Before and After

Often times, when I tell someone that I have Lyme disease- I usually don’t even go into Miyamotoi and the others- they assume that it is like saying I have mono, or the flu. Explaining why I cannot do something simple, like take a long walk, go out to dinner, do work in the afternoon, most people give me a belittling, pitying look, because they have no idea what Lyme really is. They have no idea it’s severity, it’s insufferable challenges, it’s inescapable reality- and I am so sick of it.

Getting sick in the later portion of college was hard for many reasons, but top of the list was this misunderstanding. While almost everyone knew I had Lyme disease, I would still get constant berating with “so why aren’t you going out tonight?” “why are you only taking three classes?” “why do I never see you anymore?” “why do you go home all the time?” “but you look so good! you must be better” and “you’re still sick?”. It was bad enough having to choose between putting my extremely limited energy towards going to class and spending time with friends, but being questioned and challenged about the truth of my new life was so, so much worse.

It’s hard to understand what this life is like if you’ve never experienced a type of chronic illness. To most, if you want to do something, you can do it. But for us, as much as my mind and spirit want to go out to dinner with friends, my body simply cannot. It’s like being split in two. The person I was before, who’s still inside begging to take control again, and the person now, who is trapped in a body that has suddenly stopped functioning. There are no words to describe how terrifying, soul crushing, and devastating the realization of this divorce between what once was and now is can be.

For those of you reading who are not sick, stop for a moment and truly try to envision what this is like. To have your mind, soul, entire being watch as your life slips away without your consent. To look back and pinpoint an exact day where it all changed, a night when you went to bed healthy and woke up sick, never to go back. It never occurred to me, to any of us, that one day we would be sick and simply never get fully better. It’s like losing someone without saying goodbye. I lost myself, the person I once was, the one I was supposed to be, without cause, warning, and without saying goodbye.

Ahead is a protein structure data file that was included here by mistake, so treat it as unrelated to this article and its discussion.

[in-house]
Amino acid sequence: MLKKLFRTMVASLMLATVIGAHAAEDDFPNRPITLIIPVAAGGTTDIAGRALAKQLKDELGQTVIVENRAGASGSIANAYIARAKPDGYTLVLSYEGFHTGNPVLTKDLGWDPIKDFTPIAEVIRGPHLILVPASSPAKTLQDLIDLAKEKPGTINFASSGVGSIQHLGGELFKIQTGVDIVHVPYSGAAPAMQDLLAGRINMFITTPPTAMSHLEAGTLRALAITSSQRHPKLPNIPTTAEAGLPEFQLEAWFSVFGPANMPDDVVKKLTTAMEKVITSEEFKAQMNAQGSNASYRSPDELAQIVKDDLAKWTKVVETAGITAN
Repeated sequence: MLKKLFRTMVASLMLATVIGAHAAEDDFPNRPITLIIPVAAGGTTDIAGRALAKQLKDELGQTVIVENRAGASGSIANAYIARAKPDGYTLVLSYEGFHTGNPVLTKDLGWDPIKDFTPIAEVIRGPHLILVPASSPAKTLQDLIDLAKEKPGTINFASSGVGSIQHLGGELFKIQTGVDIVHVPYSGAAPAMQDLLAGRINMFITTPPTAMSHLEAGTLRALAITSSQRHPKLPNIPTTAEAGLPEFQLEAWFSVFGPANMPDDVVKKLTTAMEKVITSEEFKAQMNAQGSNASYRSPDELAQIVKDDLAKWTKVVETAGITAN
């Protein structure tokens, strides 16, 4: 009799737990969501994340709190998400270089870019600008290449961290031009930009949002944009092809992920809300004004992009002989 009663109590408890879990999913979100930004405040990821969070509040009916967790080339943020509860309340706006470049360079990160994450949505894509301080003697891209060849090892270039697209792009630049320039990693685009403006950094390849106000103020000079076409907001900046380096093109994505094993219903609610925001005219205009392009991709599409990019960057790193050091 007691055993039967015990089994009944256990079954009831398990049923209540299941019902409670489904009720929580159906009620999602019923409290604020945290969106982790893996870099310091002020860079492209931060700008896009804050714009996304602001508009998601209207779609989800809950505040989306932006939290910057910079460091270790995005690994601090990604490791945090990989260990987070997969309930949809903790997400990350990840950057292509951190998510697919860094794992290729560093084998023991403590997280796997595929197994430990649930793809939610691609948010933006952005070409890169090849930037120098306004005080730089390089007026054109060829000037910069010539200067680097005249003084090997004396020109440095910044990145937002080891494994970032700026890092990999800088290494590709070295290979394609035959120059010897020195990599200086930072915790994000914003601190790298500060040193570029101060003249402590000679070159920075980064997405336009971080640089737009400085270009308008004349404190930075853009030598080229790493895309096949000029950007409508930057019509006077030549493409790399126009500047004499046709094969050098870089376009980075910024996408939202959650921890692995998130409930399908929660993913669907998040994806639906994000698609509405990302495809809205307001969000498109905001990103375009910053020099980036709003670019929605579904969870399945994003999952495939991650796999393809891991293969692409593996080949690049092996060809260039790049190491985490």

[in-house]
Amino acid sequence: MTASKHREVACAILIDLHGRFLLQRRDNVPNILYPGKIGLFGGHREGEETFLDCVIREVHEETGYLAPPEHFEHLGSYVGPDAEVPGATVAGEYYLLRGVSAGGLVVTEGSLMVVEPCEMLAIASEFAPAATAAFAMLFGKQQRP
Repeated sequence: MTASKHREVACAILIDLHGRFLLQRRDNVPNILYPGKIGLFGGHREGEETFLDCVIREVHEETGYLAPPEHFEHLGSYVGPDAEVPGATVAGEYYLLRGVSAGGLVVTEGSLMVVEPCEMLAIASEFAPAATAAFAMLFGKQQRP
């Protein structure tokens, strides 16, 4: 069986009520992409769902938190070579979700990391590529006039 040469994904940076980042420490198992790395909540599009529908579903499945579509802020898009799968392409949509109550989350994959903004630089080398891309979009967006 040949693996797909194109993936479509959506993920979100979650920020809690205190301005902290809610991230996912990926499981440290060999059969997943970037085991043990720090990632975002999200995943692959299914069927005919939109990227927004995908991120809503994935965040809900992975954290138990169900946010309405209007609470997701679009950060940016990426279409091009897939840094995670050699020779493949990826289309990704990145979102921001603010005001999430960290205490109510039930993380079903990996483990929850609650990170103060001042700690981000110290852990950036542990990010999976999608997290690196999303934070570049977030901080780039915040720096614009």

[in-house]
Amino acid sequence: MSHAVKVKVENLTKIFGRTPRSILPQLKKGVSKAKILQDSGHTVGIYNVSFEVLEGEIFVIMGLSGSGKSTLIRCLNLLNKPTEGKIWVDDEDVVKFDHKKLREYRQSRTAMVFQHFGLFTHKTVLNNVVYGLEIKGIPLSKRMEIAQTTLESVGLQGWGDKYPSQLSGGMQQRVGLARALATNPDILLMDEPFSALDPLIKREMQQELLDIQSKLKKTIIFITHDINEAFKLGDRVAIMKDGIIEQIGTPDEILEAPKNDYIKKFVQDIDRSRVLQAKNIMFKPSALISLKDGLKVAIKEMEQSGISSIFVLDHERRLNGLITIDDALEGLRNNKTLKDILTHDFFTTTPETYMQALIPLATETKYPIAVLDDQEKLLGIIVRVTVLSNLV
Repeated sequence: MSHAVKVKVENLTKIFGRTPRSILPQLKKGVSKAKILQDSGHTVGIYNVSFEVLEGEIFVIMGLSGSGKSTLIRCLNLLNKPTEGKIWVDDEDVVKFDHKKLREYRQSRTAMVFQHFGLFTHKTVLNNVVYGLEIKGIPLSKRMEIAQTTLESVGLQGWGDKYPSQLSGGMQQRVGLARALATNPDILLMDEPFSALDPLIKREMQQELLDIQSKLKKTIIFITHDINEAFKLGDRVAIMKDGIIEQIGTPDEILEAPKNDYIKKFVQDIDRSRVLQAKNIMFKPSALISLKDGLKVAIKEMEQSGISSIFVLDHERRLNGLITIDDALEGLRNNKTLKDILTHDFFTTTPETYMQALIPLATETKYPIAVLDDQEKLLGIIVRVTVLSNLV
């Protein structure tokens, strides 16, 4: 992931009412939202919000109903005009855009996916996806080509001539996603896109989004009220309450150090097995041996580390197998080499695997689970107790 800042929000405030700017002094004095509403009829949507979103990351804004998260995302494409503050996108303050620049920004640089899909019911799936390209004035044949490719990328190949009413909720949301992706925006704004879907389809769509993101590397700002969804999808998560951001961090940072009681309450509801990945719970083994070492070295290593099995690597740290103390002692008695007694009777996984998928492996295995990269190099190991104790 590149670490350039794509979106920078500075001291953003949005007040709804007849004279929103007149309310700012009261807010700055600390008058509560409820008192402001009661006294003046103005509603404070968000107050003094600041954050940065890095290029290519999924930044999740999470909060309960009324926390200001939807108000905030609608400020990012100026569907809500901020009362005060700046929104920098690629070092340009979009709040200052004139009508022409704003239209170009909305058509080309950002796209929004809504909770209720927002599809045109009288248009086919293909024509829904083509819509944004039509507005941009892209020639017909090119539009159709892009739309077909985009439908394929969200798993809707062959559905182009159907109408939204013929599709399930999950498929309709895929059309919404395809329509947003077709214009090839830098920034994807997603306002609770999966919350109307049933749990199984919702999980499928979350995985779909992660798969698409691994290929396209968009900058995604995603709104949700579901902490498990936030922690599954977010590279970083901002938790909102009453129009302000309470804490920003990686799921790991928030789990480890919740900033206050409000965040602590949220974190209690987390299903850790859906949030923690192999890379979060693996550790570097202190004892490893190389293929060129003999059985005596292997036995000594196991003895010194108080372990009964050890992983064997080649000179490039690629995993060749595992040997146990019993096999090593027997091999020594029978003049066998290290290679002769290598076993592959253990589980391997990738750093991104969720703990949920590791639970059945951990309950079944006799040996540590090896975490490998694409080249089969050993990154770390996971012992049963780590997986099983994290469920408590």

Accepting this change is a slow healing process. The first year and half of this journey I was too sick to even contemplate what was happening. I did not have the energy to mourn what I had already lost. It was not until later, when I was finally starting to rebuild myself, that I had to face the devastating trauma that had taken my life- and it is like going through it all all over again. I have been working on this part of healing- the acceptance of my limitations and disease, the new shape my life has taken, my required priority changes- for about a year now, and it’s really, really hard. It is a process that looks different every day, some days it is easier to accept the reality of my diseases, but other days all I want to do is yell at every person who is able to go out and take a walk without planning their day around it; scream at the top of my lungs that I am trapped inside of a body that is no longer my own and I cannot escape.

But it can be hard to express this. As much as I want to yell and explain to people what this hell is, I rarely do. Words simply do not do the pain, torment, and devastation that this disease causes. To those around me, few friends and family that have a closer look into what is going on, there is the strange sense that I am a broken record, just repeating the same complaints and breakdowns cyclically, and it can create a feeling of guilt, making you simply draw inward further. For yes, my mom can hug and calm me down from these moments every time, but she can never make the pain truly go away, and we both know that. While being sick is awful, watching you love suffer without any ability to take it away cannot be easy either. So as the sick one, you can begin to feel like a burden- a sense my family tries to rid whenever they can- but can still grow inside and make the process all the more lonely.

This is one of the reasons talking to one another, reading each others stories and experiences is so important. We need to know that we are not alone, we are not crazy, and often times it takes another person walking through the same hell to get that sense of comfort. Simply to know that someone truly understands is possibly the most important building block in mourning the before and after of chronic illness. Knowing we are not alone, that we can make it through to another side that does not revolve around constant suffering is- to me- the key to having hope and healing.

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